Wednesday, February 19, 2014

White Man's Neighborhood

My friend Kimi reminded me that today was the seventy-second anniversary of FDR signing the now-infamous Executive Order 9066 that sent more than 100,000 people, most of them American citizens, to prison without charge or trial.

Call it what you want; internment, protective custody. If you send me to a place where barbed wire keeps me in and I will be shot if I try and escape?

That's a fucking prison.

I just talked about the total fuckupitude of other places; today is a reminder that the price of our own liberty and our political freedom is eternal vigilance, and, especially, vigilance that we don't allow ourselves the freedom of our worst ideas and our most ignorant convictions.

We know now that the U.S. government knew then that the Japanese-Americans it imprisoned were not a threat to national security. The imprisonment was driven by racism, pure and simple.

That the U.S. in 1942 was racist as all hell isn't exactly news. But what I want to remember today is what a hell of a racist place Portland, Oregon was.

Remember, this was the home of the "Coon Chicken Inn", a place where it was illegal to be black and Oregonian. So it shouldn't be a shock that many of the Good People of Stumptown had rather low opinions of their Japanese neighbors.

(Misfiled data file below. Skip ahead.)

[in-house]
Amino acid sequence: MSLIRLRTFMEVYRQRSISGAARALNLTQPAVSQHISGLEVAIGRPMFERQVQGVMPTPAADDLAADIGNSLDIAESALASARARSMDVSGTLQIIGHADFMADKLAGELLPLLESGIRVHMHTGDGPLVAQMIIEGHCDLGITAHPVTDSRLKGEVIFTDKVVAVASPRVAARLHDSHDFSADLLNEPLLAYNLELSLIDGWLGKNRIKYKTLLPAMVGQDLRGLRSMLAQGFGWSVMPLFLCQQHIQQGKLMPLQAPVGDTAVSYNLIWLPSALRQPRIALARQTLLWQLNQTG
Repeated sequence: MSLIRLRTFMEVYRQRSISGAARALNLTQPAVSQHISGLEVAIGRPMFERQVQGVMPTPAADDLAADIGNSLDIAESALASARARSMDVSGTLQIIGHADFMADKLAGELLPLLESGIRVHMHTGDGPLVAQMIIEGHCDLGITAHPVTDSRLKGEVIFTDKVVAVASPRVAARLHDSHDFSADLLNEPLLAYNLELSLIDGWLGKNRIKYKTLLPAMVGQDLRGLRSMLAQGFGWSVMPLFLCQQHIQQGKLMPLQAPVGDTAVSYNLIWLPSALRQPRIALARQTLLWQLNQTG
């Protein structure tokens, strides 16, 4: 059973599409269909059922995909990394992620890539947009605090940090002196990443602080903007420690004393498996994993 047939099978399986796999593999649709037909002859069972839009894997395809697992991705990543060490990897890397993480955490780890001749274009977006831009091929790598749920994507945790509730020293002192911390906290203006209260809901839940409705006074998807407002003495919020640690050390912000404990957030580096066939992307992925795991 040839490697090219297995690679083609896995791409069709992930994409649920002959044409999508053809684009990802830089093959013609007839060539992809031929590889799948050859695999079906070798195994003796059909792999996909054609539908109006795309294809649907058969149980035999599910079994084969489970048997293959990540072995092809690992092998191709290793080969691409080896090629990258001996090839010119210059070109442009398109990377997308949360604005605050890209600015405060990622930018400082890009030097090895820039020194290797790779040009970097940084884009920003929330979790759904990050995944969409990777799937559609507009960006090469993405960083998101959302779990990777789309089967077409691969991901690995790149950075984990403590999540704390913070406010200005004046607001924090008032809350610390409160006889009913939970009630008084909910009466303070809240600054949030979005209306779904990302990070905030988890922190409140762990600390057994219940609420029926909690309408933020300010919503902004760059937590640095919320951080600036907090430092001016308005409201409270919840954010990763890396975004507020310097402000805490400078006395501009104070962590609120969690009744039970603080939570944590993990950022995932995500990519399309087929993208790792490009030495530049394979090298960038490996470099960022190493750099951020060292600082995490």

Yeah. Just like that.

Here in Portland we even came up with a real special bit of nastiness; we shipped all our Japanese Oregonians to an "assembly center" the North Portland stockyards.

That's right. We shoved our neighbors and fellow citizens into fucking cattle pens. It was, by all accounts, as utterly miserable as you'd expect:
"Dysentery broke out and there was a desperate rush to use the limited toilets. One can imagine the agony and desperation suffered by those afflicted. One day, a Military Police cook came through the gate to borrow food items from the center's kitchen. A Military Police guard shot him in broad daylight-a sobering sight for the internees. The incident that everyone remembered later occurred on a hot day in the spring of 1942, when the Center resembled an oven. The fire department came up with a solution. They would hose down the hallways and, as the water evaporated, the surfaces would cool down. It was a good idea, but they forgot one variable. As the halls were doused, water seeped through the plank floors and moistened the dirt and manure mixture underneath. The result was stench and hordes of flies. For days, thousands of flypaper rolls hung throughout the Center."
Finally the Oregonians were shipped off to the camps in the California desert. While they were gone many of them had their land stolen and their property looted.

Then there's this; Korematsu v United States.

Pretty straightforward. Fred Korematsu was the Rosa Parks of internment. He refused to move out of his home and was arrested. His case went to the U.S. Supreme Court, where a 6-3 majority upheld the government's right to imprison you without charge or trial in the cases of national security. Justice Black wrote the majority opinion, stating: